Sound — 10
Tone and signal loss are the two most commonly heard concerns when discussing wireless kits for instruments or vocals. Some lower-end kits have certainly had issues in these regards, but Shure is known for their professional, road-ready and stage-ready gear around the world, and the PGXD14 does not disappoint. This unit was tested with a Paul Reed Smith 513 guitar, with a POD HD500 modeling unit plugged directly into a JBL EON 515XT powered P.A. speaker, to make sure the full range of tone was being heard. In addition, the signal from the HD500 was also directed to a simple Garage Band setup on an Apple MacBook, for comparison of the guitar tone with and without the wireless kit.
The results were astonishing; no difference was heard, or recorded, when playing through the wireless kit, or when playing direct via instrument cable. Clean or slightly gritty tones from a Fender Blackface style simulation bloomed and sounded deep on single notes or chords, and 80's rock distortion or high-gain Mesa Dual Rectifier-style metal tones sounded full and in your face, with no signal loss even on the most distorted settings.
The unit was tested both up-close, literally standing right next to the receiver, and then walking further away then the length of any average corner pub or bar. Even on the opposite end of the building, the signal came through immediately, with no loss of touch sensitivity, and no change in quality of tone. The test was impressive, and clearly showed a lot of technology and testing must have gone into this system.
Overall Impression — 10
Operating the unit was an incredibly easy exercise. First, power up the receiver, and then put on the transmitter and turn it on. They quickly find each other, and if no signal is heard, the sync button can be pressed to force them to find each other. Once the LED indicates that the two units have been paired, simply turn up the guitar volume and start playing, simple as that! No other changes or maintenance were required, and this is truly a fire-and-forget unit.
Even more importantly, the tone is incredible! The sound was so full and pure, with absolutely nothing lost, it was surprising to discover how far wireless technology has evolved. Shure has come up with a very transparent wireless system, with great sound quality, and great range. While other companies may put out wireless systems for cheaper, Shure's may well be the best.
Reliability & Durability — 7
This was one area of slight disappointment. When first opening the case, it was a let-down to discover the equipment felt entirely made of cheap plastic, very lightweight and thin. Further, the antennas felt very flimsy, and overall the quality seemed to be on par with Wi-Fi routers and similar home computing gear, which is typically one-third the price of this system. However, the bodypack transmitter did fit well and feel invisible once hooked onto clothes, and the antenna never got in the way of playing or walking or sitting.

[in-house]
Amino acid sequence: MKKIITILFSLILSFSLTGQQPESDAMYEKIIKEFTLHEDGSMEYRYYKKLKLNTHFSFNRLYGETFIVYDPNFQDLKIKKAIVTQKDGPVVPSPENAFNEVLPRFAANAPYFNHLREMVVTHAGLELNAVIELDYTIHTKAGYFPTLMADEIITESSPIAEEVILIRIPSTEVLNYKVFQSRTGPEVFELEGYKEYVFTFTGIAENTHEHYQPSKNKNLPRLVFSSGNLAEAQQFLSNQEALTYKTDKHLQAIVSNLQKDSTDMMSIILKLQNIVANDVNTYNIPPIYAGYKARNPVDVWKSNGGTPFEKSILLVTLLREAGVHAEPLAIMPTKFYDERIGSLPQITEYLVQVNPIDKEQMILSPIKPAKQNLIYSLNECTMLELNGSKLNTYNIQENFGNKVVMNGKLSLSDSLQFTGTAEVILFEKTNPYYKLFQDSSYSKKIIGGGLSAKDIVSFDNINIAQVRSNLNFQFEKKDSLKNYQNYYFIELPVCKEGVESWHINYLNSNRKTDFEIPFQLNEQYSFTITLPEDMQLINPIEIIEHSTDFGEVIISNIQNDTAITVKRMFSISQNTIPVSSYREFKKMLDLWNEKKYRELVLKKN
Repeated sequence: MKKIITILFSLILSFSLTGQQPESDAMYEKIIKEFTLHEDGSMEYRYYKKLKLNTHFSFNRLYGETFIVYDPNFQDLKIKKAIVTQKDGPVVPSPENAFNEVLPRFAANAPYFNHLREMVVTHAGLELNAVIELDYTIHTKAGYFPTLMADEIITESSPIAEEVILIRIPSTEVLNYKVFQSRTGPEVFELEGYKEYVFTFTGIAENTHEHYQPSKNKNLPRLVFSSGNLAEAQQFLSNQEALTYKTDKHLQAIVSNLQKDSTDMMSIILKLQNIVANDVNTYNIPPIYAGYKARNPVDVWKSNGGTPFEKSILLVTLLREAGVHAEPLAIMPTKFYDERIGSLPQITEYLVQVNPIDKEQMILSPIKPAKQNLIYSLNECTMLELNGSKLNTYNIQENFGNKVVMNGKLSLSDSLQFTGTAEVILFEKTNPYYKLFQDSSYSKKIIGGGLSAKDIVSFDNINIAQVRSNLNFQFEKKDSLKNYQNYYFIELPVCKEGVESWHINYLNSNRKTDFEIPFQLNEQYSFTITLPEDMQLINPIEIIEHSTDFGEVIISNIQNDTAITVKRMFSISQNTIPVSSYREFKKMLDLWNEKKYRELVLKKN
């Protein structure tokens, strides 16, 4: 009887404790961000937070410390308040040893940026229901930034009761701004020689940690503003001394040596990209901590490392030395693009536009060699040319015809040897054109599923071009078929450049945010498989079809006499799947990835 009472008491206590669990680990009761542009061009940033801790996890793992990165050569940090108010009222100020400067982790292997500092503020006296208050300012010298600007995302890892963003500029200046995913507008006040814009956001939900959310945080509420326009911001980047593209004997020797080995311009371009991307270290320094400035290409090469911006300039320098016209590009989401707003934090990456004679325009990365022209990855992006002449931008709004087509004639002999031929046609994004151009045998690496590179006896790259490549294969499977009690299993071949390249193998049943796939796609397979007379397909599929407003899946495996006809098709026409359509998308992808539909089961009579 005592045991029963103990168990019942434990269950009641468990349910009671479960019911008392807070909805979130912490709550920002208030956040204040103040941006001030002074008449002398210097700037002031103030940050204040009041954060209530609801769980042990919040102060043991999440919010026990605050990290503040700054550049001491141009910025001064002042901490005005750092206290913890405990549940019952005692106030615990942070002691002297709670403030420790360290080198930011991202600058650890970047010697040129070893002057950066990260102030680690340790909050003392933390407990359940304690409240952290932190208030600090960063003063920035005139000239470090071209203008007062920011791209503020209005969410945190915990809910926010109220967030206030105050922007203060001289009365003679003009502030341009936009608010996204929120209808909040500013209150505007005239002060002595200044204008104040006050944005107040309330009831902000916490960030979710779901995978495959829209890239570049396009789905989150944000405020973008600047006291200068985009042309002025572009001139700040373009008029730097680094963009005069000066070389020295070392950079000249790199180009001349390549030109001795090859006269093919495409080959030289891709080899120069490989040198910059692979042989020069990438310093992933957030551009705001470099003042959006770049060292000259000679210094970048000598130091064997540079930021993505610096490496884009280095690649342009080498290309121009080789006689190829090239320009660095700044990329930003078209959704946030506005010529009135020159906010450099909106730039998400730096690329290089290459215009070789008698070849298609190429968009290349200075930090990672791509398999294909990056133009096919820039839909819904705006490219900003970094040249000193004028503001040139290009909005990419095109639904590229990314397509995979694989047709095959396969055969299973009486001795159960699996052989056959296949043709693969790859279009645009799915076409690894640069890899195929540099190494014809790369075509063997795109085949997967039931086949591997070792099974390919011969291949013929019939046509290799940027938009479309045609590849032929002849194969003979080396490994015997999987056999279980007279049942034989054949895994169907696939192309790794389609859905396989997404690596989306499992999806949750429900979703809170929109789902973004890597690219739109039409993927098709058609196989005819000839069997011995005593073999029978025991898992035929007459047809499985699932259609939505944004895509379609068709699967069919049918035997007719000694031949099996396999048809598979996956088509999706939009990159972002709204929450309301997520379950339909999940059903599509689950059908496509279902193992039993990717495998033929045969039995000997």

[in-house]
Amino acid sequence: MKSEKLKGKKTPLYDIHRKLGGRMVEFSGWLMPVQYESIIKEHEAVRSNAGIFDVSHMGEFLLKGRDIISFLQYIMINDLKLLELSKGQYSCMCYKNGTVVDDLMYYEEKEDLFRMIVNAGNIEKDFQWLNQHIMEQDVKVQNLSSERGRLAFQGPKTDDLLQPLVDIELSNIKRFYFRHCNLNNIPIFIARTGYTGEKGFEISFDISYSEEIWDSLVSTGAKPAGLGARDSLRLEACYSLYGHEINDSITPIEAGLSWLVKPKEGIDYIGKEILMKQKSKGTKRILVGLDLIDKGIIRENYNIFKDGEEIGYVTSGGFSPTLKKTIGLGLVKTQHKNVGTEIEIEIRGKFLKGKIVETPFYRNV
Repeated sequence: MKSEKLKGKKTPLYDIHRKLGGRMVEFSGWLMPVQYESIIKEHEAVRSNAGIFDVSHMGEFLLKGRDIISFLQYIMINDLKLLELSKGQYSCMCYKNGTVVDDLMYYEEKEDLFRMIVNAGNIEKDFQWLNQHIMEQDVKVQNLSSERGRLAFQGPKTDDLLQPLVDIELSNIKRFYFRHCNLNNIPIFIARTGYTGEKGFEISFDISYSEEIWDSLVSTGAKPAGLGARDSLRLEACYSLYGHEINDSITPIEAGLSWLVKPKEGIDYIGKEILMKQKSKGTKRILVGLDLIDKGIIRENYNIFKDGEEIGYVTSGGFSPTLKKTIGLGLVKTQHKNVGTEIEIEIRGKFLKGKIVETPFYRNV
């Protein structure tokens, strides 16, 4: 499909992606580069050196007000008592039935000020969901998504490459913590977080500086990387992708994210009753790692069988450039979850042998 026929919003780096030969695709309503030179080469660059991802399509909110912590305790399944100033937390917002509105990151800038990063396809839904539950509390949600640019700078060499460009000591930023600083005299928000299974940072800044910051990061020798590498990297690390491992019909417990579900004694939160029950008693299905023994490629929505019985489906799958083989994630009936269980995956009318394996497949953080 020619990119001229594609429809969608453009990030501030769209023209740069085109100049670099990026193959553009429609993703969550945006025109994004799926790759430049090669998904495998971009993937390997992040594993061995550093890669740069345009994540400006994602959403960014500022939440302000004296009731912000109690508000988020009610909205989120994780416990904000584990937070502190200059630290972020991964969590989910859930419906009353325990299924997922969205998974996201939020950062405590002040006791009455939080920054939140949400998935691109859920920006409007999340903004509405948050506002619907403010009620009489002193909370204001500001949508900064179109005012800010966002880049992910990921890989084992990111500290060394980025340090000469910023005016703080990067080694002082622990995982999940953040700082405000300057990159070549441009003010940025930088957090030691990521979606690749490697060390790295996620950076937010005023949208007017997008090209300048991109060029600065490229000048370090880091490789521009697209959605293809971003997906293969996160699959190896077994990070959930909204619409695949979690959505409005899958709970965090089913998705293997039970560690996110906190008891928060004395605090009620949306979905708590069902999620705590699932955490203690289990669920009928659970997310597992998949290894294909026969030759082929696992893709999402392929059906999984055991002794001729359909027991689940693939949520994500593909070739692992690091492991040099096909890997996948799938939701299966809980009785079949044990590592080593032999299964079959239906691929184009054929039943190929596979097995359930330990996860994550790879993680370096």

Once nice touch is that the power supply does not use a bulky wall-wart' plug, just a Standard 2-pin connection. This makes it ideal for those with challenging cabling setups, which includes most pedalboards or rack systems. With pedals, especially, real estate is at a premium, but rest assured the PGXD14 system will plug right in.
Further, the bodypack transmitter uses Standard AA batteries, versus Custom rechargeable packs. While a hard-rechargeable unit sounds like it would be convenient and save money on replacing batteries, the last thing anyone would want is for the battery to wear out prematurely or go dead without any available replacement unit in the middle of a show or tour. Sticking with Standard AA batteries allows quick changes at any time, and makes it easy to always have backups and replacements ready to go.
Features — 10
Shure has introduced the PGX Digital Wireless System, with model PGXD14 geared towards guitar and bass players who want to roam the stage and the audience, or even just their basement practice space, without the hassle of cords getting in their way.
The PGXD14 setup comes in a hard plastic carrying case, with snug-fitting foam inside, making this a good solution for hauling it to gigs or for storage. Inside the case are two major components. First is a wireless receiver, which looks quite similar to common home Wi-Fi routers, with dual antennas and a plug for power. Second is a transmitter with a belt clip, to be worn on your body, and a short instrument cable to connect your instrument to the transmitter.
While the hard case is already a thoughtful and professional touch, the kit also comes with 2 AA batteries to make sure the transmitter can be powered right out of the box, as well as a well-written user's manual.